Northanger Abbey is probably Jane Austen’s least popular novel. It was written early in her career but not published until after her death. I’d say it is arguable that she wouldn’t have been too happy to know that it had been put into print as I am sure there are things she would have liked the chance to improve or change on the strength of her later experience and developed skill. Murder at Northanger Abbey by Shannon Winslow is a delightful sequel that reprises the mischievous spirit of Austen’s original spoof on the Gothic novel, while giving Catherine a genuine murder mystery to unravel. Readers say it is ‘A wonderful continuation’ with ‘writing that sparkles’.

Newly married to her beloved Henry, Catherine’s eyes are now open to the grownup pleasures of wedded life. Yet she still hasn’t quite given up her girlhood fascination with all things Gothic. When she first visited Northanger Abbey, she only imagined dreadful events had occurred there. This time the horror is all too real. There’s been a murder, and Henry has fallen under suspicion. Catherine is determined to clear her husband’s name, but at the same time, she’s afraid for her own safety, since there’s a very good chance the real murderer is still in the house.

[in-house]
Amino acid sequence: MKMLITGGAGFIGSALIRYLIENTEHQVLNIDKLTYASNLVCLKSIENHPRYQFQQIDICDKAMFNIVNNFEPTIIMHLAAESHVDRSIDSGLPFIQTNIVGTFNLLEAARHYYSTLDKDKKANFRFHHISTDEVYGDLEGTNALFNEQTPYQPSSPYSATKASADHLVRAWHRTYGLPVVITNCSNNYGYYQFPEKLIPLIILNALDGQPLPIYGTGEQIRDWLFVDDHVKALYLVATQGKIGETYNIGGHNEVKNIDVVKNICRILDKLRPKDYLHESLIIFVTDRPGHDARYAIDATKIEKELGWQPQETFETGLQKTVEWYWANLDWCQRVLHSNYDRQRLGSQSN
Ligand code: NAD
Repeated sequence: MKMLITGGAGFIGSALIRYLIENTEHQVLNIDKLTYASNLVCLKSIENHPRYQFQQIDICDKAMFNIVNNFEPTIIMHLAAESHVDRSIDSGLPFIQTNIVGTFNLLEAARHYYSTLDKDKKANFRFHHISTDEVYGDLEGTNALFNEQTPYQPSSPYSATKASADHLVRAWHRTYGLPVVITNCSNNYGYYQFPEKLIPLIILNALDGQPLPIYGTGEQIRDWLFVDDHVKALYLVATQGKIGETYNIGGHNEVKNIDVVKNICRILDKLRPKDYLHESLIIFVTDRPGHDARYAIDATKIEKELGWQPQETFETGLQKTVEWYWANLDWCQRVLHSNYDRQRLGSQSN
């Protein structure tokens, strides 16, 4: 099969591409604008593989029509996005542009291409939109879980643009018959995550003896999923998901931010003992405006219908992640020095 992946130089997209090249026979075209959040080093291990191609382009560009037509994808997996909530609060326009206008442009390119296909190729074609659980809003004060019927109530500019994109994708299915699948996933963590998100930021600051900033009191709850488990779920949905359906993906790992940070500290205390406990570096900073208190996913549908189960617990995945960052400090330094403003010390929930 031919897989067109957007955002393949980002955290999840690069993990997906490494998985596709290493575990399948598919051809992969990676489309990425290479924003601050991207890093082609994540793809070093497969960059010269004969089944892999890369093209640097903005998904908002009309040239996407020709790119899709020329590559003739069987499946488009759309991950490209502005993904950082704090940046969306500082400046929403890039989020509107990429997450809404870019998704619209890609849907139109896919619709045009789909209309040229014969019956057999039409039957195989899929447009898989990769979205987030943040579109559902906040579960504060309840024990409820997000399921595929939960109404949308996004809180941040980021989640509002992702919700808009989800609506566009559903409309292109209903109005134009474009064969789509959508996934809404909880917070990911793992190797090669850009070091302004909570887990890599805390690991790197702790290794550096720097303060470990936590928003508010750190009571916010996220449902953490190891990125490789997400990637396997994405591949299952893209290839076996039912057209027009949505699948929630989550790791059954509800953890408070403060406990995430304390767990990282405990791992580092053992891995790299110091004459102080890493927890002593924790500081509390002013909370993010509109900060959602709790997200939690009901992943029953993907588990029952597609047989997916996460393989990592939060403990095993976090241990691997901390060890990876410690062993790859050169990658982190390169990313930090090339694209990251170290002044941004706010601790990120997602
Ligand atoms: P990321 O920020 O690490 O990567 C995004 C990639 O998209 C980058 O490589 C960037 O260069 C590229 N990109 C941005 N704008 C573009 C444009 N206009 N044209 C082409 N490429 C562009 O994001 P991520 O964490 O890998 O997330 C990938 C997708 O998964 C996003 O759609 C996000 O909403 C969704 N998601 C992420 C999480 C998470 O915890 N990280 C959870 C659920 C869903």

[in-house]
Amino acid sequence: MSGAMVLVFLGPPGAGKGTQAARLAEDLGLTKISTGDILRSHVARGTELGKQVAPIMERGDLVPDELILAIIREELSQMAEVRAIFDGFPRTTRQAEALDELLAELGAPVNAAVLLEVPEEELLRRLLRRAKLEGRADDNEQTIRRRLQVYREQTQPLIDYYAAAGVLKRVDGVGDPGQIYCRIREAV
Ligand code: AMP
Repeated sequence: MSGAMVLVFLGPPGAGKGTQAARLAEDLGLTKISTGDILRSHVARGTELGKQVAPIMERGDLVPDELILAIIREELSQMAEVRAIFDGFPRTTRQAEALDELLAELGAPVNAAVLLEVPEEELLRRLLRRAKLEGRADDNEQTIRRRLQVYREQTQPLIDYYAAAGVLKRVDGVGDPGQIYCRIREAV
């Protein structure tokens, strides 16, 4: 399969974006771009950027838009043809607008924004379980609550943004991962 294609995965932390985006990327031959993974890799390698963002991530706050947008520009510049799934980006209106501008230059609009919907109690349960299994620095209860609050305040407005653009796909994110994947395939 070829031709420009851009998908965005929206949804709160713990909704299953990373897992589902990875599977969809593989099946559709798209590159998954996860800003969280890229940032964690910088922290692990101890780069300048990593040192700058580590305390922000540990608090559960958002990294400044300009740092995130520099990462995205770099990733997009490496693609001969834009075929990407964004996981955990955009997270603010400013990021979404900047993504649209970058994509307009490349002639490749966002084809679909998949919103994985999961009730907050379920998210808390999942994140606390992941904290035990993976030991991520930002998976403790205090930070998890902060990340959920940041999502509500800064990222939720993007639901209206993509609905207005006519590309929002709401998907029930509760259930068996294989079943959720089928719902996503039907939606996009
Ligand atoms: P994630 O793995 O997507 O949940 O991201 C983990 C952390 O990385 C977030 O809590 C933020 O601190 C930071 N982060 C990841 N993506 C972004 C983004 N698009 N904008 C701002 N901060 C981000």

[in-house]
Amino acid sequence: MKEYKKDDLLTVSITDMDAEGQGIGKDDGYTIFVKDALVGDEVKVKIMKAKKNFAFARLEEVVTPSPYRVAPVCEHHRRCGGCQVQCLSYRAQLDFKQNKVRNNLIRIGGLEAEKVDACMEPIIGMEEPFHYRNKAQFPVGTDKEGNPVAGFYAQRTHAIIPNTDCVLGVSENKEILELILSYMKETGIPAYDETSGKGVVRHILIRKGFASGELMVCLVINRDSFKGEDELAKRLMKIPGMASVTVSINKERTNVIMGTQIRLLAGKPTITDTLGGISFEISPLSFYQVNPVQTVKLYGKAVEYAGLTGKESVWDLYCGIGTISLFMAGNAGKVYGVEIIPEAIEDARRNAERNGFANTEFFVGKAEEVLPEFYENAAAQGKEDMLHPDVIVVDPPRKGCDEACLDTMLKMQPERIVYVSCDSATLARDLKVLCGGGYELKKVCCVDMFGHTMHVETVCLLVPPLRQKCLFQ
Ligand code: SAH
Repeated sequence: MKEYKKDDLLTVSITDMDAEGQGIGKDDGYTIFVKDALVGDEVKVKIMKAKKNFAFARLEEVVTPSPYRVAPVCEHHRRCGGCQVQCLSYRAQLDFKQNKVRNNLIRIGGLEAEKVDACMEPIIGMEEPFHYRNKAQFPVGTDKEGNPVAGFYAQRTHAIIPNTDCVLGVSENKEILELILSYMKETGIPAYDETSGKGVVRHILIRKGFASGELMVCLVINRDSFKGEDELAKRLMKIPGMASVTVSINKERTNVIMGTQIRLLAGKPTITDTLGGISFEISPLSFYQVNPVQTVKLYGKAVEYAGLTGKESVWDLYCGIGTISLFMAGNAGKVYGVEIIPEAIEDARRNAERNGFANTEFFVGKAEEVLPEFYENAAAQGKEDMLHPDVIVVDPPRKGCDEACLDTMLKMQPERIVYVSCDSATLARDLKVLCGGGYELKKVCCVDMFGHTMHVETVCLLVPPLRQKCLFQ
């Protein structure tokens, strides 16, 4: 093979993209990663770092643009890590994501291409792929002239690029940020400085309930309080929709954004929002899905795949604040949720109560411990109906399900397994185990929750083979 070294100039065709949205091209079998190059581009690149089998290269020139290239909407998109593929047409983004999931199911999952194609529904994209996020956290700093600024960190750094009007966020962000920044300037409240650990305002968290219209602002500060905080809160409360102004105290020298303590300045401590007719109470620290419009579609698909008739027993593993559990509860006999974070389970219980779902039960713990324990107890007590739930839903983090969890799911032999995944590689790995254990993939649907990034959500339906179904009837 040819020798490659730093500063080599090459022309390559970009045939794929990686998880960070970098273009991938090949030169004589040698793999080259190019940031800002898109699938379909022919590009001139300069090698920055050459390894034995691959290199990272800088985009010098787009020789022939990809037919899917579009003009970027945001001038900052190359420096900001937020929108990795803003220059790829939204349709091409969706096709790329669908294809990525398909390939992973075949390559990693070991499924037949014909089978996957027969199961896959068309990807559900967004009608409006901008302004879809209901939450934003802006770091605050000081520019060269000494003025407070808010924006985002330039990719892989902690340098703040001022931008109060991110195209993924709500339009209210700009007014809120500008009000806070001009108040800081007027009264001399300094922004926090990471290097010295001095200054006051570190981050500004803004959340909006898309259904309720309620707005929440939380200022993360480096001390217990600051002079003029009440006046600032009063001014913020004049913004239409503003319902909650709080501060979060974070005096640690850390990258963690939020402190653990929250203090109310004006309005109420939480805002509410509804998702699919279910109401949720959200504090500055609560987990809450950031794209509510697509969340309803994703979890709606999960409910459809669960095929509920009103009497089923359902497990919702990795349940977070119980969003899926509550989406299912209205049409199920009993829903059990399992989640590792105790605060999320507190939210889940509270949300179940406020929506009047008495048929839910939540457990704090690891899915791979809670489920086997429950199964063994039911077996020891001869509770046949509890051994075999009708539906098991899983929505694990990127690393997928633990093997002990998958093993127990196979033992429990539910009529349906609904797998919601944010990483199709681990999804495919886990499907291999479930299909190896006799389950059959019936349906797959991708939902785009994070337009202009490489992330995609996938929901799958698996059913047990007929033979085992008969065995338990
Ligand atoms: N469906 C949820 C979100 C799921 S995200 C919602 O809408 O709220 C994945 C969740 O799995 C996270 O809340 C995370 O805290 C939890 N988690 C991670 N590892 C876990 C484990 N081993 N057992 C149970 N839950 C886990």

Sense and Sensibility

Colonel Brandon ranks among Austen’s most admired heroes; strong, silent, reliable and yet also strangely vulnerable. He has suffered. Colonel Brandon’s Diary by Amanda Grange is an expertly-told supplement to Sense and Sensibility, one of the world's great love stories. Readers say it is ‘a character masterpiece’, ‘beautifully written and well researched.’